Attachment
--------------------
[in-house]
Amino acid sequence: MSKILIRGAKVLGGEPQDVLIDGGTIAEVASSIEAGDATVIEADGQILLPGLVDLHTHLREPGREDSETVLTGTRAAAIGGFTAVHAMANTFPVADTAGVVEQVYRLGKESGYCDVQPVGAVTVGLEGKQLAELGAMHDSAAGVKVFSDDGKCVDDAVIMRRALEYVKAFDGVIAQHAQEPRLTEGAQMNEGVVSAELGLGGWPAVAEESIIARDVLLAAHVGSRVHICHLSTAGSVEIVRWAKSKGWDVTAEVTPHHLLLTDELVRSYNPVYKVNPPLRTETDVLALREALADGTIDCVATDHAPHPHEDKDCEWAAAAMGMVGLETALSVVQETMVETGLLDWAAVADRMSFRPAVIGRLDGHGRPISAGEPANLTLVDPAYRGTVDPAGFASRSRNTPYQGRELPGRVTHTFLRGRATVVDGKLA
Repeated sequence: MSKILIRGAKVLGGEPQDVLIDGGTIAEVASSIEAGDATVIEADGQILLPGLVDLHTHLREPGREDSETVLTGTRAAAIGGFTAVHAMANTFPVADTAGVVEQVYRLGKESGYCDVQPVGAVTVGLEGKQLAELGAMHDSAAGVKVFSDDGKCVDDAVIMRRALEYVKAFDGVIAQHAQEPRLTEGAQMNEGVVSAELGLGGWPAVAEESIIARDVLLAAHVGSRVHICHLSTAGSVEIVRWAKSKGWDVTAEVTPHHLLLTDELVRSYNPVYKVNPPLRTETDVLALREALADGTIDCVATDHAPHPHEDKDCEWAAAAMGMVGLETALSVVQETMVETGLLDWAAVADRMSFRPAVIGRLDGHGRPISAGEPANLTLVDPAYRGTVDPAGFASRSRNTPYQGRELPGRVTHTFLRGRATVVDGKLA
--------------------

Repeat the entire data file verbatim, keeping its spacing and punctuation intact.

[in-house]
Amino acid sequence: MSKILIRGAKVLGGEPQDVLIDGGTIAEVASSIEAGDATVIEADGQILLPGLVDLHTHLREPGREDSETVLTGTRAAAIGGFTAVHAMANTFPVADTAGVVEQVYRLGKESGYCDVQPVGAVTVGLEGKQLAELGAMHDSAAGVKVFSDDGKCVDDAVIMRRALEYVKAFDGVIAQHAQEPRLTEGAQMNEGVVSAELGLGGWPAVAEESIIARDVLLAAHVGSRVHICHLSTAGSVEIVRWAKSKGWDVTAEVTPHHLLLTDELVRSYNPVYKVNPPLRTETDVLALREALADGTIDCVATDHAPHPHEDKDCEWAAAAMGMVGLETALSVVQETMVETGLLDWAAVADRMSFRPAVIGRLDGHGRPISAGEPANLTLVDPAYRGTVDPAGFASRSRNTPYQGRELPGRVTHTFLRGRATVVDGKLA
Repeated sequence: MSKILIRGAKVLGGEPQDVLIDGGTIAEVASSIEAGDATVIEADGQILLPGLVDLHTHLREPGREDSETVLTGTRAAAIGGFTAVHAMANTFPVADTAGVVEQVYRLGKESGYCDVQPVGAVTVGLEGKQLAELGAMHDSAAGVKVFSDDGKCVDDAVIMRRALEYVKAFDGVIAQHAQEPRLTEGAQMNEGVVSAELGLGGWPAVAEESIIARDVLLAAHVGSRVHICHLSTAGSVEIVRWAKSKGWDVTAEVTPHHLLLTDELVRSYNPVYKVNPPLRTETDVLALREALADGTIDCVATDHAPHPHEDKDCEWAAAAMGMVGLETALSVVQETMVETGLLDWAAVADRMSFRPAVIGRLDGHGRPISAGEPANLTLVDPAYRGTVDPAGFASRSRNTPYQGRELPGRVTHTFLRGRATVVDGKLA